, Salem, MA

Local News

April 5, 2014

Cities want liquor tap control

Officials say state's license quota for communities stifles economic growth


Most cities are maxed out on liquor licenses and must go to the Legislature for more. Salem has nearly 80 active full liquor licenses, according to the Alcoholic Beverages Control Commission. That’s almost twice the limit under the state’s population-based cap.

Requests to the Legislature for more licenses increase every year, said state Sen. Joan Lovely, D-Salem, a member of the Joint Committee on Consumer Protection and Professional Licensure. “And they’re not just asking for one — but five, 10, sometimes even a dozen,” she said.

On Tuesday, lawmakers will consider home rule requests from Danvers and Peabody for more licenses to sell beer, wine and liquor. Peabody wants 10 more, Danvers wants six.

On Thursday, they approved a similar request from Beverly for four additional licenses — for a theater, a new cafe, a seafood restaurant and a bar. The city currently has a 36 full liquor licenses.

Beverly wants to boost its downtown restaurant industry, and officials hope to offer more licenses to potential investors.

“It’s a balancing act,” said Kevin Harutunian, chief of staff for Beverly Mayor Michael Cahill. “We want licensing that will spur economic growth in strategic areas but are keeping in mind the potential impact additional licenses could have for our existing business community.”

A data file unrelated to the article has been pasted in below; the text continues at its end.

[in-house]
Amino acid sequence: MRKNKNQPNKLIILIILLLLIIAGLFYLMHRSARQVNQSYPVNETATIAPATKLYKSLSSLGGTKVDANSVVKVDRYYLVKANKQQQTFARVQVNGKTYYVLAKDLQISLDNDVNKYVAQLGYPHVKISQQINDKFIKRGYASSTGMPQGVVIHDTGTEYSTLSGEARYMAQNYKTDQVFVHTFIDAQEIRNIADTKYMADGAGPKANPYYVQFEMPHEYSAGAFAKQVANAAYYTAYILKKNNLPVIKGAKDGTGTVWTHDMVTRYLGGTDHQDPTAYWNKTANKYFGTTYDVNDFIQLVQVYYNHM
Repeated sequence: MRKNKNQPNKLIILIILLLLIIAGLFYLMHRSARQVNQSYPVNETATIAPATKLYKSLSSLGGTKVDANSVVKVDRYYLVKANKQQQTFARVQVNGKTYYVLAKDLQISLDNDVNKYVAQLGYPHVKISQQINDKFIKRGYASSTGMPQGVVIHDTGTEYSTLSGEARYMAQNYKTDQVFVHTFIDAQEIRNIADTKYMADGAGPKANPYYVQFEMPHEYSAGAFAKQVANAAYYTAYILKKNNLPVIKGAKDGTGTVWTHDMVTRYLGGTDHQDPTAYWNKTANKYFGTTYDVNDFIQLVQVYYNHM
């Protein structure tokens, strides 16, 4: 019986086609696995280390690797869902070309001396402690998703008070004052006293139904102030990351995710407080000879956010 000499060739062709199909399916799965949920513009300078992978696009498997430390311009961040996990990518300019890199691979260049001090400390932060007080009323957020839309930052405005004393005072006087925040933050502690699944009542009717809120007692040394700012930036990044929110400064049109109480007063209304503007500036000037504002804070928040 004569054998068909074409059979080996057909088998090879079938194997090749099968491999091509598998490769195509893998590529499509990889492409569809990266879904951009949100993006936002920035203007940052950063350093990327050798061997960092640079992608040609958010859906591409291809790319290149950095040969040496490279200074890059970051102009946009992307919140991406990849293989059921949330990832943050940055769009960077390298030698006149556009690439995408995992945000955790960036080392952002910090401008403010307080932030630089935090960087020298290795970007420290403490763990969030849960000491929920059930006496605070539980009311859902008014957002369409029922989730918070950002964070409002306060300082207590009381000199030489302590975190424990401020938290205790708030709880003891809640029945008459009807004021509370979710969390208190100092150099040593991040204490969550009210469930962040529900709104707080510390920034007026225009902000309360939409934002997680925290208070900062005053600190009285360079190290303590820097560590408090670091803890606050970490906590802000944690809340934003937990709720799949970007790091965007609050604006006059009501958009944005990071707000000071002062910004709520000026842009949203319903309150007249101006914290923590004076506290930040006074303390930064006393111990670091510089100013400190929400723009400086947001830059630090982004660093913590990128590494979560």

Stephen Clark, a lobbyist for the Massachusetts Restaurant Association, said restaurant owners across the state are divided over the issue. Those who paid top dollar for liquor licenses don’t want the market flooded with new competition, he said.

“The reality is people have paid a lot of money for these licenses, and they’ve built a business plan around them,” he said. “So the argument is that it’s somewhat unfair if a competitor opens down the street and gets a license through the legislative process, which costs much less.”

Not all cities and towns want more alcohol-serving establishments.

Last year, Gloucester’s three-member Licensing Board decided not to act on a request to ask the City Council for five more licenses. Board members said they were concerned it might negatively affect other restaurants and bars in the city that had purchased licenses.

Christian M. Wade covers the Massachusetts Statehouse for the CNHI newspapers. He can be reached at

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